In the adroit hands of The Sting and Honey Company, the recent production of David Mamet’s Oleanna, a controversial 1992 two-hander drama, was a riveting success.
Directed by Javen Tanner, artistic director and founder of the company, who stars as John, a university professor up for tenure, and Suni Gigliotti as Carol, a student, the play delves into the abuses of the power dynamic relationships between teacher and student. Bijan J. Hosseini served as assistant director for this production.
But, it really ends up being a lot more, especially about power and authority in language, vocabulary and rhetoric, as this newest production handled skillfully. At the time when the play premiered more than 30 years ago, many focused on contextualizing the play on terms of Anita Hill’s testimony about sexual harassment during the confirmation hearings for Clarence Thomas’ appointment to the U.S. Supreme Court. In fact, audiences and some critics found it difficult to make sense of the play’s title, which referred to the utopian commune in Norway that Ole Bull, a violinist and composer, founded with his wife, Anna, in the mid-19th century. Later, Mamet would add an epitaph comprising several lyrics from the folk song that later was popularized by Pete Seeger.
Mamet would comment frequently that the play was not about education but instead was intended as a broader statement about human interactions and the function of power in our relationships. Fortunately, the two actors in The Sting and Honey Company excel at proving just how deep the play goes into portraying the abuses of the teacher-student relationship, which really have undermined the integrity of academia. The irony is captured in crystal clear terms in this production. Contrary to expectations early in the play, Carol ends up mastering the deceitful intellectual bullying to which her professor has subjected her and turns it toward him with devastating effect.
And, this was the prime strength of this production, as Tanner and Gigliotti render so well on stage. Carol succeeds in appropriating her professor’s rhetorical strategies so strongly that she upends the hierarchy in the teacher-student relationship. This is what the play really becomes, contra Mamet’s intentions. Forget the more convenient headlines referring to sexual harassment, political correctness, or the masculine figure who is beleaguered by what he sees as postmodern threats.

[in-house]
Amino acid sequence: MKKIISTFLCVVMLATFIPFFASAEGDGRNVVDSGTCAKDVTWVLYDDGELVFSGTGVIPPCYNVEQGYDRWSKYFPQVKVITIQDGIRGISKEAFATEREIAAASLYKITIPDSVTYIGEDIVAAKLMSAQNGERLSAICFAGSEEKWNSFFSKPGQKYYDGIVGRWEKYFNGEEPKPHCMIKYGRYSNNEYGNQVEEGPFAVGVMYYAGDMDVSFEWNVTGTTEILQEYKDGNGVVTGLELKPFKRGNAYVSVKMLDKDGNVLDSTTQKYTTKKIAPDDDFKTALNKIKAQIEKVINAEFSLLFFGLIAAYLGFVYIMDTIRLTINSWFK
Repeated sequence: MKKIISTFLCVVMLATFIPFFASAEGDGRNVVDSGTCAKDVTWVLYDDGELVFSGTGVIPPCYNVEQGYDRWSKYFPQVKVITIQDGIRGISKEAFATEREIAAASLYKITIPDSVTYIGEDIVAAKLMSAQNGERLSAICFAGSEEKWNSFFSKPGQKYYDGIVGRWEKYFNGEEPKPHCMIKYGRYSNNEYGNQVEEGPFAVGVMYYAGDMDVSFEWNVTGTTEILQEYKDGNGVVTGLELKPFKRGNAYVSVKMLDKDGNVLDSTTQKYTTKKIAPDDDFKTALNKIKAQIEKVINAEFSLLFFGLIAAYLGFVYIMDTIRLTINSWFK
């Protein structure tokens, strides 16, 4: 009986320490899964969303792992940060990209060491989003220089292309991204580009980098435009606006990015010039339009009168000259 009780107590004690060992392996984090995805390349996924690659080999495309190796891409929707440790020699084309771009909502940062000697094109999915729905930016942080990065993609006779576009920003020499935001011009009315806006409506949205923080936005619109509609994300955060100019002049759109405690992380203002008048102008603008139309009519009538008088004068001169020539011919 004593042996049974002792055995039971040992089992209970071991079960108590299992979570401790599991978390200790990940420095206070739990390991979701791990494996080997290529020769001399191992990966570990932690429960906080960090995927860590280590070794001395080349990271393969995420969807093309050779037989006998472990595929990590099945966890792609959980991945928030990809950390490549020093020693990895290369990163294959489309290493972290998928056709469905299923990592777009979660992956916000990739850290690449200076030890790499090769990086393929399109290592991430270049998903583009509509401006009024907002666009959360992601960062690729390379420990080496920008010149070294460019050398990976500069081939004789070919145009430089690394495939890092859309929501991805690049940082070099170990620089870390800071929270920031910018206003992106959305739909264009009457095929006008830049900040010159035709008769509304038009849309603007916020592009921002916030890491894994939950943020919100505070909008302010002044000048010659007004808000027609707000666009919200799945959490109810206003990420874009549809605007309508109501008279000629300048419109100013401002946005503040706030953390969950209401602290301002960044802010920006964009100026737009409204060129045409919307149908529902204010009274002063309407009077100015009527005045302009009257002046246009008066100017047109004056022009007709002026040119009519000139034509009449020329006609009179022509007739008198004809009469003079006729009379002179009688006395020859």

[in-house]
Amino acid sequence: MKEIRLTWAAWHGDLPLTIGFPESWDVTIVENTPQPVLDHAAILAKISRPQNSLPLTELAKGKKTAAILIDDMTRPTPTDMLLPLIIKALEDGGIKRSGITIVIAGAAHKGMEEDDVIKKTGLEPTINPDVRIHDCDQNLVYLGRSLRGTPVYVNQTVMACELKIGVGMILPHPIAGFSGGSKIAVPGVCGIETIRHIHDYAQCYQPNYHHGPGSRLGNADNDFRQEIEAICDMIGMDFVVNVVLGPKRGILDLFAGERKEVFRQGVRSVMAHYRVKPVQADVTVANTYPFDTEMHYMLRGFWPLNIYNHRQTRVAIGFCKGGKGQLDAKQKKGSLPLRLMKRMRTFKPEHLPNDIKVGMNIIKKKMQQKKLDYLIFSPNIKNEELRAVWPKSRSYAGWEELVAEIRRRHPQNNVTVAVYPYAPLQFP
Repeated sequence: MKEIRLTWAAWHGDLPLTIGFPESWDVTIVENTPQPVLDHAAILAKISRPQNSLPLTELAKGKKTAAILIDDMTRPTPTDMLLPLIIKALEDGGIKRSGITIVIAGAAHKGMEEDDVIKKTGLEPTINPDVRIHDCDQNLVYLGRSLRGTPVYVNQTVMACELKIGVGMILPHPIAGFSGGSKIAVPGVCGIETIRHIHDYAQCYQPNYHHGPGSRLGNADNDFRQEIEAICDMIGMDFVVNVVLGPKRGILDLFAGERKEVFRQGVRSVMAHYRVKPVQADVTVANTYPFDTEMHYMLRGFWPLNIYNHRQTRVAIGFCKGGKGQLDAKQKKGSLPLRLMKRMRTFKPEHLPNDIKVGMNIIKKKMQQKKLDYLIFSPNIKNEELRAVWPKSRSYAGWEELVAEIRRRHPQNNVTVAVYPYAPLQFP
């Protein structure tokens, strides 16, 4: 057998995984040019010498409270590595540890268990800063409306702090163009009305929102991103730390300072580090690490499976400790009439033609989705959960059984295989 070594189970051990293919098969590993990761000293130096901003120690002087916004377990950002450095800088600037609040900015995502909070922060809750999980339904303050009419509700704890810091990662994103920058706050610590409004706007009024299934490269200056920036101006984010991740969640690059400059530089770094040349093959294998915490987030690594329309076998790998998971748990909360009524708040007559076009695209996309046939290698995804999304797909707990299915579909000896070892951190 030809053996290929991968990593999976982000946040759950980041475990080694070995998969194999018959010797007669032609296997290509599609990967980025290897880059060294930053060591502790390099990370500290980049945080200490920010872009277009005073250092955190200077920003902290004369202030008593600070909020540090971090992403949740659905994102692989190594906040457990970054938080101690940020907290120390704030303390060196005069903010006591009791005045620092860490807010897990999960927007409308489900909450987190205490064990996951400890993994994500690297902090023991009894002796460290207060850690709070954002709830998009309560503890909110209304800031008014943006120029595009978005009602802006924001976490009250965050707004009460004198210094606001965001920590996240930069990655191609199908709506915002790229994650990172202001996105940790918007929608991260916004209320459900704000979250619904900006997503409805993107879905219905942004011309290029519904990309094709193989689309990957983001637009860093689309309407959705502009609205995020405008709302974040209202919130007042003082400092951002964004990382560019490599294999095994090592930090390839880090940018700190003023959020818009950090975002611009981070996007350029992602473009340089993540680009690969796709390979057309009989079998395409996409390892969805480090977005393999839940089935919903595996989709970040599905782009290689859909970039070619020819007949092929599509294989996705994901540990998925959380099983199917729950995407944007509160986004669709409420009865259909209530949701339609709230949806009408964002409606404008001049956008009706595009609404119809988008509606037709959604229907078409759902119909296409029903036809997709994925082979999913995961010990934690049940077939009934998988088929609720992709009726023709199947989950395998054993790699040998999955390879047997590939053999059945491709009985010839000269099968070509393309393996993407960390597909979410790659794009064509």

The most telling setup for this comes early in the play. John is talking to his wife on the phone supposedly about a snag in the negotiations for a house they are planning to buy. But, as we learn, it is merely a diversion to convince John to come to the house because his wife has organized a surprise party to congratulate him on his tenure and promotion.
Meanwhile, Carol is in his office who overhears the discussion her professor is having with his wife. The phrase — “a term of art” — pops up and when John is done with his call, Carol presses him to explain what it means. John fumbles badly in trying to explain it but it also exposes how various professional communities consistently privilege themselves by the specialized jargon they use to signify their position and power in their respective community. Both characters struggle with this: Carol trying to fit in the ivory tower of academia and John in attempting to close the real estate deal because he is unfamiliar with all of the legalistic argot of that field.
The tensions ratchet up steadily and by the time we come to the event where John loses it and crosses the line into physical violence and scorching verbal abuse — a scene played with undeniable credibility by both actors — the events have become so disturbing and ambiguous that the play’s ending is left open to be debated vigorously, as has been the case since its premiere. And, Mamet seems to prefer it that way.
When the play, which also was adapted to the cinematic screen in 1994, premiered, reviews noted that some audiences cheered the moment when John attacked Carol. But, others said that the play ended up going the other way, in support of the student’s position. There also is a secret about Carol’s life in her childhood which would suggest a more illuminating path for assessing the experiences of both characters equally and in reconciling our own reactions to this play’s ending.
Of course, Mamet refused to offer any backstory for either character. Nevertheless, Tanner and Gigliotti accomplish an astute reading of the script that suggests both are victims of illusion who erroneously believed that what they saw, respectively, as being empowered by the rhetoric of patriarchal hierarchy or feminism. Ultimately, both characters suffered tragically in their personal defeats.